Sen. Dianne Feinstein outpaces challengers in fundraising


Twenty-three largely unknown, underfinanced challengers are vying for the chance to take on U.S. Sen. Dianne Feinstein (D-Calif.) in the fall.

Among the 14 Republicans on the June 5 ballot are Laguna Niguel dentist and lawyer Orly Taitz, 51, who made a name for herself claiming that President Obama was not born in the United States, and Danville autism activist Elizabeth Emken, 49, who has won backing from some GOP leaders and the state party.

The rest of the field, including five additional Democrats and four members of minor parties, are largely unknown to voters. And no one can come close to matching Feinstein’s campaign money, Federal Election Commission records show. The senator had raised nearly $9.3 million and had $7.4 million left as of March 31 (updated finance reports will be available Tuesday).

The second-highest fundraiser was Emken, with $301,000 collected and $252,000 remaining.

Two years after high-tech executive Carly Fiorina mounted a vigorous — though unsuccessful — challenge to the state’s other U.S. senator, Democrat Barbara Boxer, Feinstein, 78, is expected to have a cakewalk to a fourth full term in November. Political observers say that’s partly because of the GOP’s low fortunes in California, where Republican registration has dipped to 30% and no one in the party holds statewide office.

But it’s also because of Feinstein’s full campaign pockets, relative popularity and her longtime presence near the center of the state’s political firmament.

“She’s pretty popular, the ultimate safe incumbent,” said Raphael Sonenshein, who heads the Pat Brown Institute of Public Affairs at Cal State L.A.

Senate challengers tend to prefer to run against the liberal Boxer, who always seems to draw strong reelection challenges from Republicans, Sonenshein said.

“Boxer keeps the Republicans looking for good statewide candidates who think she can be beaten — like Lucy with the football,” Sonenshein said.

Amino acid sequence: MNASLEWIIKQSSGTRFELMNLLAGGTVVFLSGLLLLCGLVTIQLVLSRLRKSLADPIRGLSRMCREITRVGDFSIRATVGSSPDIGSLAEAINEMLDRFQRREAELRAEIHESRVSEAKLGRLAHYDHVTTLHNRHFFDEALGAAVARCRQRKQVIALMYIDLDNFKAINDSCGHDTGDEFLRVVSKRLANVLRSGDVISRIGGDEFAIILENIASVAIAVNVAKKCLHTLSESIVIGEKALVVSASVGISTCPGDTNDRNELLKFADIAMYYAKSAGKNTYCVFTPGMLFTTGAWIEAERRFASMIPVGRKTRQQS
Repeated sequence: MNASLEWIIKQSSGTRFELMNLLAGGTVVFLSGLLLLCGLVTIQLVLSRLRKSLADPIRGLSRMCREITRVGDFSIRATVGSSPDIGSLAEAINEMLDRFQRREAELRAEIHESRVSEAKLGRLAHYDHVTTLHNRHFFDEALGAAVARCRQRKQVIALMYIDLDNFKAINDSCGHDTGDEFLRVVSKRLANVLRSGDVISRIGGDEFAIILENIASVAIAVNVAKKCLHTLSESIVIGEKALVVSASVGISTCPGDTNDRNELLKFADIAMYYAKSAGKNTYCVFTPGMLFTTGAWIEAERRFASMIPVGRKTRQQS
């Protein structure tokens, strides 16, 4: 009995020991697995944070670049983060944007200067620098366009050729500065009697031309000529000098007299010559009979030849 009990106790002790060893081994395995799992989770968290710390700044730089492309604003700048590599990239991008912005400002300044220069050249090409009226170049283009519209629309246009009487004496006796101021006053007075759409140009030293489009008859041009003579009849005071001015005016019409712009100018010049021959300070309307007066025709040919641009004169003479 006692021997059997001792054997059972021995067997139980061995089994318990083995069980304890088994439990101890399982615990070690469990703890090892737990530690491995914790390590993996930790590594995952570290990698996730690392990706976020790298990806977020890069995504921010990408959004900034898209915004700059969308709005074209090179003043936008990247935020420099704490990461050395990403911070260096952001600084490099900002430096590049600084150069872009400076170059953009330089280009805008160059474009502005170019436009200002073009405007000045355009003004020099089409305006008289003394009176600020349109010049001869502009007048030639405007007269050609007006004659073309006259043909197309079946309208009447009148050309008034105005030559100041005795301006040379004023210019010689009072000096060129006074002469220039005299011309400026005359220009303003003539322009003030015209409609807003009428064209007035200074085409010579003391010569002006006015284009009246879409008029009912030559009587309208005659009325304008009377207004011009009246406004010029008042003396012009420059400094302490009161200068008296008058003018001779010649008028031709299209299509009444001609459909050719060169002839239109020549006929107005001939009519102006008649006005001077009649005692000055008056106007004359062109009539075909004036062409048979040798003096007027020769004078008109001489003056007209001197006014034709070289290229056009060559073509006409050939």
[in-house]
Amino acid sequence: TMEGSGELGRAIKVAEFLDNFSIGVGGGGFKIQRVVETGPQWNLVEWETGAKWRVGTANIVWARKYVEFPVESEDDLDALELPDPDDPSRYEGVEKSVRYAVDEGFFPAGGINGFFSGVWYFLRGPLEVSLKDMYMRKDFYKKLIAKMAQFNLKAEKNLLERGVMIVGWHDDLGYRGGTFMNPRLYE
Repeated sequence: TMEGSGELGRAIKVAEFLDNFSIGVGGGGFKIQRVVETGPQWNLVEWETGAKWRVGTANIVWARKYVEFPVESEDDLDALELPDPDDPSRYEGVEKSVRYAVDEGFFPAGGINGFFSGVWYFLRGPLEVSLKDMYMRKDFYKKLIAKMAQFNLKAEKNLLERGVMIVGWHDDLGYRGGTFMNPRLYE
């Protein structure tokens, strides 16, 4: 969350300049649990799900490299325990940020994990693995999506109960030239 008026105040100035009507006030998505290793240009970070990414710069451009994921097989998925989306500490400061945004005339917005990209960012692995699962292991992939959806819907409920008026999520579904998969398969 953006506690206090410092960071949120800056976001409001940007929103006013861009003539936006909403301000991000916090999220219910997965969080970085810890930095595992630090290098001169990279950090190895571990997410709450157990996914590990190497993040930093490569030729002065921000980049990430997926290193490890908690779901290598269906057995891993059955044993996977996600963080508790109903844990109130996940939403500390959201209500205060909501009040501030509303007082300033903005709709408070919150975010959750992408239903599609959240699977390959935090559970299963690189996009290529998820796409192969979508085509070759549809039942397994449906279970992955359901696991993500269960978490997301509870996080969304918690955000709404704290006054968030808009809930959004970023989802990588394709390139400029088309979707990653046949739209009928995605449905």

Bill Carrick, Feinstein’s campaign consultant, said “the Republicans just don’t have anybody who can run a competitive race unless some self-funder comes to the party” to mount a credible challenge to his client. “Nobody did.”

Besides, Carrick said, Republicans nationally are busy fighting for seats in more competitive states than California as the two parties battle for control of Congress and don’t want to plow resources into costly uphill races here.

This year’s challengers have an additional factor to think about: the state’s new primary system, in which every candidate appears on the same ballot, regardless of any party affiliation. Additionally, only the first- and second-place finishers will advance to the November general election.

Feinstein is expected to finish strongly ahead of everybody else but, even if she wins a solid majority, would still face a single opponent in the fall. The candidate who survives the primary and makes even a somewhat decent showing against Feinstein in the second round could help build credibility for a future run for another office.

USC political scientist Sherry Bebitch Jeffe held out the possibility that the new primary system could give an edge to chiropractor Don J. Grundmann, 60, a San Leandro resident running as a member of the American Independent Party.

“We’ve seen evidence from several past elections where candidates from this party have picked up support because voters got confused and thought they were independent, not Independent,” Jeffe said. “With 24 candidates and the open primary, who knows what could happen?”